- Rolling Tracks
- Elevating and Depressing main gun
- Rotating turret (In theory)
- Moving Trailing Arm Suspension, but nothing to actually 'Spring' it...
I wanted to see how my new PC could handle LDD, and as expected it's like a walk in the park for it. The renders all told took around 10 minutes to render including not seen images which I re-rendered...
This whole build would have taken my old PC a day to complete, render, and post, but I've gotten everything done in less than 4 hours, I'm hitting levels of productivity that shouldn't even be possible...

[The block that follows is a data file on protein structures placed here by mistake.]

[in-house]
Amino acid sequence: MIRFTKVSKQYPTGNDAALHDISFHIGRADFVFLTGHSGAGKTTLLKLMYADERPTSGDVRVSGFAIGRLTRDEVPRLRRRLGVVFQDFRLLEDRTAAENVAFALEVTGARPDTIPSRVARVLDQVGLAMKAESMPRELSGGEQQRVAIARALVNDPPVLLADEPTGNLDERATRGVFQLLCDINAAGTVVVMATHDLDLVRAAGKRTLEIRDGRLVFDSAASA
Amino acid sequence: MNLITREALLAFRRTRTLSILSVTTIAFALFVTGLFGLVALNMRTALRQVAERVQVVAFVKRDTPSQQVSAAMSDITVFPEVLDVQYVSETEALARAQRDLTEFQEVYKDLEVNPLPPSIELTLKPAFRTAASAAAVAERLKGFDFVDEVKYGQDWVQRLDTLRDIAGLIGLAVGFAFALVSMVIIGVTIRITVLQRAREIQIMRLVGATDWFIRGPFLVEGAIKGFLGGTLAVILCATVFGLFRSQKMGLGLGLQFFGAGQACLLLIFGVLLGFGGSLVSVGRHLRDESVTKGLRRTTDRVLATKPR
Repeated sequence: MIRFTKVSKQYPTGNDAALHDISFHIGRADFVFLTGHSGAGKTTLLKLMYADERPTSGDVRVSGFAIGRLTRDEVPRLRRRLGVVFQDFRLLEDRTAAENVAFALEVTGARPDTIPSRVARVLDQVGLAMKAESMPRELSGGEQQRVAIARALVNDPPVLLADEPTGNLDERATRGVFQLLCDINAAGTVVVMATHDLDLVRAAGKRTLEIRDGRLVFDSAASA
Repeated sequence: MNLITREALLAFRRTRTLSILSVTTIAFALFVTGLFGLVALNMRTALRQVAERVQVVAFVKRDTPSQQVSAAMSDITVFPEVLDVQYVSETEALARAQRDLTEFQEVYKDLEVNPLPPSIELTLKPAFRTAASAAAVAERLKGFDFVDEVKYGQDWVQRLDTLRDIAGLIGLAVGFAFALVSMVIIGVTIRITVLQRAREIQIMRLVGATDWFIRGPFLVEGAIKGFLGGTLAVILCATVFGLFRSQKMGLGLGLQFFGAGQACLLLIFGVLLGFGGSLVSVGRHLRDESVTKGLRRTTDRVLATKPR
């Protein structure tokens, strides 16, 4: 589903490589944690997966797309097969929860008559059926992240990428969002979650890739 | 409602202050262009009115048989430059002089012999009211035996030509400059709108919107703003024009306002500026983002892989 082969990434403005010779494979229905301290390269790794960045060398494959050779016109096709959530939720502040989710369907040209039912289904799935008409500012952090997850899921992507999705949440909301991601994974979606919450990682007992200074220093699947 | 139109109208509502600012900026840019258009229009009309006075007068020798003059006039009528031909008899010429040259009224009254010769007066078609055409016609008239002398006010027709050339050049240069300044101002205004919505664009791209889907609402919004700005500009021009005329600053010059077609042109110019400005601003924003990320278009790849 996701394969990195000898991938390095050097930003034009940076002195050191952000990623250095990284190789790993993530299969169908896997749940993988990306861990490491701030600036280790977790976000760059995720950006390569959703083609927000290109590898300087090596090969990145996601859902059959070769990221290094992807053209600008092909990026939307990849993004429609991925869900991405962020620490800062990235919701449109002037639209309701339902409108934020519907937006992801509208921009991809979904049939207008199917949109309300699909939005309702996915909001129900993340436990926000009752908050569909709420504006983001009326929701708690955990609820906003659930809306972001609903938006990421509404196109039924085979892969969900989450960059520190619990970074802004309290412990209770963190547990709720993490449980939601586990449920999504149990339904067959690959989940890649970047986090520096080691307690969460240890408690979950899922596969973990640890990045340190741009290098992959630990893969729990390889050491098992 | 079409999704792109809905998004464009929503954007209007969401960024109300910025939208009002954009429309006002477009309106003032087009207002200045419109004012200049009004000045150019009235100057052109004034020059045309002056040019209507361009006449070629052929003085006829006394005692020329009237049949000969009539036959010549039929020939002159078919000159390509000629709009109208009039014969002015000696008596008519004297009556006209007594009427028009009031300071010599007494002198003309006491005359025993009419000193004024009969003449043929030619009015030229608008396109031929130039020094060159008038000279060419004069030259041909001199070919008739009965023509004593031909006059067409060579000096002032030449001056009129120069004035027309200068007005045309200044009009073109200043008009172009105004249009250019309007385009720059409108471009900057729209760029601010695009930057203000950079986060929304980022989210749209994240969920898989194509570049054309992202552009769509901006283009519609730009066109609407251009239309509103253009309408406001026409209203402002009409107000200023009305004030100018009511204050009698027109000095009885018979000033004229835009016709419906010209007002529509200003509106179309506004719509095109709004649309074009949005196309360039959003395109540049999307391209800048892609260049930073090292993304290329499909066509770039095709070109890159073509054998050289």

As for the build, the turret from my 59-Patton fit with minor modifications, and while overall the tank isn't as detailed as I'd liked, as this scale it is what it is... That said building the lower hull was quite fun because it's like a boat, not really flat armor plates.